And then there are the productions themselves. Bayreuth is in the thrall of Regie-Theater, or director’s theater (often referred to as Eurotrash in the U.S.), in which a concept is imposed on the work and many liberties are taken with the story and setting. Wagner’s great-granddaughter Katharina directed a notorious Meistersinger; there was also aLohengrin that was set in a laboratory and featured a chorus dressed in rat costumes. Last year’s new production of Tannhäuser placed the medieval work in a 21st-century waste recycling plant. The festival’s 2011 Tristan und Isoldewas simply dull, the most de-eroticized performance I could imagine. (Who wants to imagine a de-eroticized Tristan?) But not all productions can be dismissed so easily. I would never refer to the Parsifal as Eurotrash: the set for Act I was the most beautiful I have ever seen, and the director’s concept was very thought-provoking, tracing the history of Germany from Wagner’s death to the present. Yet in the end (Kundry survives, by the way), there was so much going on visually that the music seemed an afterthought. Distractions, whether good or bad, are still distractions. Many Bayreuth productions are best listened to with eyes closed. Perhaps Wagner wasn’t far off with his invisible theater remark.
The Bavarian summer can be very warm, and inside the Festspielhaus, which is not air-conditioned, the heat can be oppressive. I quickly learned that the religious experience of the festival extends to the mortification of the flesh. There were times when I found it impossible to concentrate on the music, and during Act II of Die Walküre, I was not sure who would succumb first, Siegmund or I. (Luckily, he died on cue, and I survived to hear Siegfried.) Another Bayreuth ritual: on the hill leading up to the theater, men typically doff their jackets, putting them back on to promenade around the theater grounds. Inside the house, the jackets come off once again, although it doesn’t help much.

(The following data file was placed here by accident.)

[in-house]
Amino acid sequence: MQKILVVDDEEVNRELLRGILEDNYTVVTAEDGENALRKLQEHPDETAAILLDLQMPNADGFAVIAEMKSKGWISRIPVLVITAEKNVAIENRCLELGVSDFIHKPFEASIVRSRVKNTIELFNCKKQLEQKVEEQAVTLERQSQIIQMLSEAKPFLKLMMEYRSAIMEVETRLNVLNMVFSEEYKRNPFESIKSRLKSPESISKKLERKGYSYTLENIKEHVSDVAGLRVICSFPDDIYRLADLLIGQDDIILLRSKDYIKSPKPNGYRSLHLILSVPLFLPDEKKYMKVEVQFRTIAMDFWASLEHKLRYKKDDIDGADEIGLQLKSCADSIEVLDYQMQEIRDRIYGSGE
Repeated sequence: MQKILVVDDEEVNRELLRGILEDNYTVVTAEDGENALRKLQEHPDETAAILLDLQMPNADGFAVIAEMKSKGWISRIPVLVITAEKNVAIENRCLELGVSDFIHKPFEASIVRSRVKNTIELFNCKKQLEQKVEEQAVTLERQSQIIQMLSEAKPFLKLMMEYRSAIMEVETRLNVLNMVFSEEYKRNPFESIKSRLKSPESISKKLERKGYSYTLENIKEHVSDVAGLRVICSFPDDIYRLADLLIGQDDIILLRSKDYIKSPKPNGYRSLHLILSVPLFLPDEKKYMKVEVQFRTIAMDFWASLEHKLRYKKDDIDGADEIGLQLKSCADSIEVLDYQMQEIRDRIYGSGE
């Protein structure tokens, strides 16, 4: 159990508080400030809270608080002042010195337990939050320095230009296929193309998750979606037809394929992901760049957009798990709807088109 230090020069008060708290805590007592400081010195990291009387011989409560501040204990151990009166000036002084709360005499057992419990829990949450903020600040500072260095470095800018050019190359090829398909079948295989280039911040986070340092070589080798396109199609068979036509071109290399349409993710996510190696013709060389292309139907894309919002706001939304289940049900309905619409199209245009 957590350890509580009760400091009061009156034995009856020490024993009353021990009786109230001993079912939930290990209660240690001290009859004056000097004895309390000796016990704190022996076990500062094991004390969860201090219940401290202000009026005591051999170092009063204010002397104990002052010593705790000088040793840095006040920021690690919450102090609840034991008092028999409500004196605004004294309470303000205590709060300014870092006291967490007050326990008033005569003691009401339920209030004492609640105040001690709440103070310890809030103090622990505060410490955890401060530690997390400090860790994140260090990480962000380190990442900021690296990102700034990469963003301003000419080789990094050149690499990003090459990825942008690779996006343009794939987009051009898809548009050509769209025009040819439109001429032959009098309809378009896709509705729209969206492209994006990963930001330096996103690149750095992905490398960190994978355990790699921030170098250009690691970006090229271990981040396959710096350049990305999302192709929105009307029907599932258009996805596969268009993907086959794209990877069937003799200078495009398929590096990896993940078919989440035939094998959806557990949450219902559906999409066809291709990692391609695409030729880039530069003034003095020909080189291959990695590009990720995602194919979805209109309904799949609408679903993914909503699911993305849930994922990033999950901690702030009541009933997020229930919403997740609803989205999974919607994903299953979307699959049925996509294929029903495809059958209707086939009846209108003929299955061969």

One of the great pleasures of the festival is being around a group of like-minded true believers. I spoke before a well-informed group that takes its Wagner very seriously—there are no plastic horned helmets at Bayreuth. Members of Wagner societies gather from as far afield Honolulu, Ireland, South Africa, and Australia, and the many Wagnerians from non-English speaking countries included an intrepid Israeli gentleman whose efforts to form a Wagner Society in Israel have produced hate mail in his homeland. As strange as it may sound, I found that the greatest part of the festival was not in any particular performance, but in the entire Bayreuth experience. From the time you wake up until you go to bed, your life revolves around Wagner. On a typical day, I would discuss the previous night’s performance with someone over breakfast and then head to my lecture. After the opera, there would be more discussion over drinks outside the hotel. Finally, in light of what I had seen and heard, I would prepare some reactions for the next day’s lecture, often incorporating comments and questions from earlier that day. The one time I seemed free from Wagner was while I was sleeping; I don’t recall any Wagnerian dreams.
What should be clear from this account is that in Bayreuth, Wagner becomes your reality, and what a glorious reality it is! Leaving the festival and reentering what most people call the “real” world is quite jarring.
After describing the travails of Bayreuth, I have been asked, “Why do you go?” I must confess that during moments of duress, when I seemed to be melting into my seat while viewing a work disfigured by a misbegotten production, I asked myself the same question. But then the holy German art theme from the Meistersinger Prelude would soar from the orchestra, or the Pilgrim’s Chorus from Tannhäuser would thunder through the theater, or wave after wave of sound would threaten to engulf me during Isolde’s Liebestod. During such moments, it was very clear why I, and others, go—for the master’s music.